Writer vs. Author – semantic nonsense or important distinction?

Posted by on July 11, 2015 in Featured on Home Page | 0 comments

Writer vs. Author – semantic nonsense or important distinction?

Last night I was chatting with members of my writing group over Skype when one of the members said, “Actually, I am a writer; I just want to be an author.” I asked him for clarification and he said, “One has published, the other just has books.”

I’ve always been annoyed by this distinction between “writer” and “author”, but I did some research – and there are an astonishing number of people who agree with this distinction; who feel that writers are people who haven’t been published and they are therefore not authors. There are others who feel that “author” is a past-tense only way of referring to completed work and that if you’re calling yourself a writer, it’s because you’re currently working on a project, and not dealing with work that’s already done.

I also looked up the definitions in my copy of the OED: “author n. & v. 1 a writer, esp. of books.” and “writer n. 1 a person who writes or has written something. 2 a person who writes books; an author.” So, basically, writers and authors are the same thing, and I believe that this is true.

When used as interchangeable definitions, I have no issues with people saying they’re an author, and often that sounds better when talking about a writer’s works. For example, “Stephen King, the author of dozens of novels…” sounds more natural than, “Stephen King, the writer of dozens of novels…”

For me, the problem comes in when ego (or lack of confidence) gets tossed in the debate of “author” vs. “writer”. Obviously, I haven’t met every published writer ever, so I don’t believe what I’m about to say applies to everyone who calls themselves an author, but in my experience, people distinguishing themselves specifically as authors (and not as writers) do so because a) they want to distance themselves from the hoi polloi who are merely dirty little scribblers without fashion/publishers while they are Published Authors (you can hear them capitalise the title when they speak) who play with the big boys and by god you had better appreciate that fact, or b) they are terribly insecure about their writing – and their desire to write – possibly due to lack of support or even open derision about writing being a silly artsy-fartsy hobby for people who want to avoid having to grow up and get real jobs.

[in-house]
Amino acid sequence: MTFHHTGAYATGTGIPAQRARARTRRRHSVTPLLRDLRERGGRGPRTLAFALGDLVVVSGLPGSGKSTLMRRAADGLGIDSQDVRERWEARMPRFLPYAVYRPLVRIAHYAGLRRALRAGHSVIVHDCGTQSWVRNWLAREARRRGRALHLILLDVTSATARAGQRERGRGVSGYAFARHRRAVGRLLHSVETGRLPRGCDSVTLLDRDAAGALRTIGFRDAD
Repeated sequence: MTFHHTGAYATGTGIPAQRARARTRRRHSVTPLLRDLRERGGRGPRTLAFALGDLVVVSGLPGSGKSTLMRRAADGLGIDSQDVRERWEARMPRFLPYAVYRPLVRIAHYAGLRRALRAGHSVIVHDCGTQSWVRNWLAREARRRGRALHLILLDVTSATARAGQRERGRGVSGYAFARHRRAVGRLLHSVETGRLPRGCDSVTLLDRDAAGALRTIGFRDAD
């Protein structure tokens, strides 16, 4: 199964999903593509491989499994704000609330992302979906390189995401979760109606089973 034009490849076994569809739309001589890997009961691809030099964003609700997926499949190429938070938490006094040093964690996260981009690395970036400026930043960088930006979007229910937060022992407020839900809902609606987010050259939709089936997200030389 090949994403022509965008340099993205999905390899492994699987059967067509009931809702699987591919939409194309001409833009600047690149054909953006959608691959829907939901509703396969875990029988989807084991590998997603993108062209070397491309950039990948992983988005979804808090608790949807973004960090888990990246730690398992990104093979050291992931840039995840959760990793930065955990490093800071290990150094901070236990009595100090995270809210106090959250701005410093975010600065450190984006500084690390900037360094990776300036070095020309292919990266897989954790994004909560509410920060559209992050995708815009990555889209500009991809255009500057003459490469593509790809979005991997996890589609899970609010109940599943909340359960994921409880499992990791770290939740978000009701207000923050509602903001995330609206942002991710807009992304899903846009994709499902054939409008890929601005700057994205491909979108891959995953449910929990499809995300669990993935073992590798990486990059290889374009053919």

If publication is the only barrier to being able to call yourself an author, then that barrier was torn down as soon as the self-publishing industry opened its doors. To say that an unpublished writer is also not an author simply because they aren’t available on Kindle or in paperback format is just a lot of dismissive snobbery. I’ve read some excruciatingly bad pieces of writing – some of them novel length – that are available for actual money on Amazon, and I’ve read some pretty great stuff that remains unpublished (despite my best efforts to convince the writer their work is really good) and both are authors.

This probably all sounds like the sour grapes and pedantic moaning of someone who isn’t published herself, and fair enough I guess. I haven’t published anything yet (unless this site counts); I don’t have an agent, I don’t work with a publisher, and I haven’t submitted anything though a self-publishing platform, either. I am going to try my hand at both in the near future – perhaps a short story collection that people can download onto their e-readers for a buck, and I’ll see what sort of feedback I get. Hell, I’ll probably put the first few things out for free just for the feedback. No one with any sense becomes a writer for the money or fame anyway, right?

I guess I see the writer vs. author debate like this: there’s enough snooty one-upmanship bullshit in the publishing/reading world as it is; snotty slappy-fights between different genres (“Science Fiction is so much better than Romance – Romance novels are for the brain-dead.”), different eras (“Modern Poetry is all a bunch of self-serving wank, the only poets worth reading have been dead for a hundred years or more.”), different publishing platforms (“E-books are for amateurs – you know you’re in the Big Leagues when you have a hardcover copy in the front window of Chapters.”), etc… why add to it with all this writers vs. authors garbage?

Focus less on the title, and more on the writing. Write your little heart out and share the worlds you create with the rest of us when you’re done (if you want to). How you share it – that’s up to you. If you get into the traditional publishing world – great! If you publish an e-book, great! And if you want to keep that finished novel or whatever for yourself and never share it, that’s OK too – you’re still a writer (or author if you prefer) – it still counts.

For those curious about self-publishing, here are a few places to get started with:

If you have a book you’ve put out there into the world, leave me a comment so I can go read it – I’m always up for new reading material.


Image: I wasn’t able to find the original creator behind the Feature Image I used for this post. If it’s yours, let me know in the comments and I will give you full credit, or take it down altogether.


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